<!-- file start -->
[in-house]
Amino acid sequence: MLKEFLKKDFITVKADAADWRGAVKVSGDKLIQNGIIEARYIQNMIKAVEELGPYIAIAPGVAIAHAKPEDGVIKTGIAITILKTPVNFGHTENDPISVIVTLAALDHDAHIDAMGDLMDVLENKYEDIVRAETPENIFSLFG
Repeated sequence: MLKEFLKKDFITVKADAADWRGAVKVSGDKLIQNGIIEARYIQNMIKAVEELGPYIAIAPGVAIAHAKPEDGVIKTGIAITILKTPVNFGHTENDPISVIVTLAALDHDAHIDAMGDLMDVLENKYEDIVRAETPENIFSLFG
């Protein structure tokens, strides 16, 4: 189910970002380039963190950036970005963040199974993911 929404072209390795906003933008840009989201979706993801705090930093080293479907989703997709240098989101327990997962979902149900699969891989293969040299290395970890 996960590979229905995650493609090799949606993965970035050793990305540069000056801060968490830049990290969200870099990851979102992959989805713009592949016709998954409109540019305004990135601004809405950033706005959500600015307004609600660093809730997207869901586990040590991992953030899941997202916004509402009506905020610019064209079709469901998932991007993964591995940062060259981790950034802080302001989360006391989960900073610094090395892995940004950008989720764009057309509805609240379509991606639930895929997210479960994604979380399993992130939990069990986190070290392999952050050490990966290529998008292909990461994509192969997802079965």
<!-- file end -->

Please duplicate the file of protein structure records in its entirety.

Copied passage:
[in-house]
Amino acid sequence: MLKEFLKKDFITVKADAADWRGAVKVSGDKLIQNGIIEARYIQNMIKAVEELGPYIAIAPGVAIAHAKPEDGVIKTGIAITILKTPVNFGHTENDPISVIVTLAALDHDAHIDAMGDLMDVLENKYEDIVRAETPENIFSLFG
Repeated sequence: MLKEFLKKDFITVKADAADWRGAVKVSGDKLIQNGIIEARYIQNMIKAVEELGPYIAIAPGVAIAHAKPEDGVIKTGIAITILKTPVNFGHTENDPISVIVTLAALDHDAHIDAMGDLMDVLENKYEDIVRAETPENIFSLFG
């Protein structure tokens, strides 16, 4: 189910970002380039963190950036970005963040199974993911 929404072209390795906003933008840009989201979706993801705090930093080293479907989703997709240098989101327990997962979902149900699969891989293969040299290395970890 996960590979229905995650493609090799949606993965970035050793990305540069000056801060968490830049990290969200870099990851979102992959989805713009592949016709998954409109540019305004990135601004809405950033706005959500600015307004609600660093809730997207869901586990040590991992953030899941997202916004509402009506905020610019064209079709469901998932991007993964591995940062060259981790950034802080302001989360006391989960900073610094090395892995940004950008989720764009057309509805609240379509991606639930895929997210479960994604979380399993992130939990069990986190070290392999952050050490990966290529998008292909990461994509192969997802079965």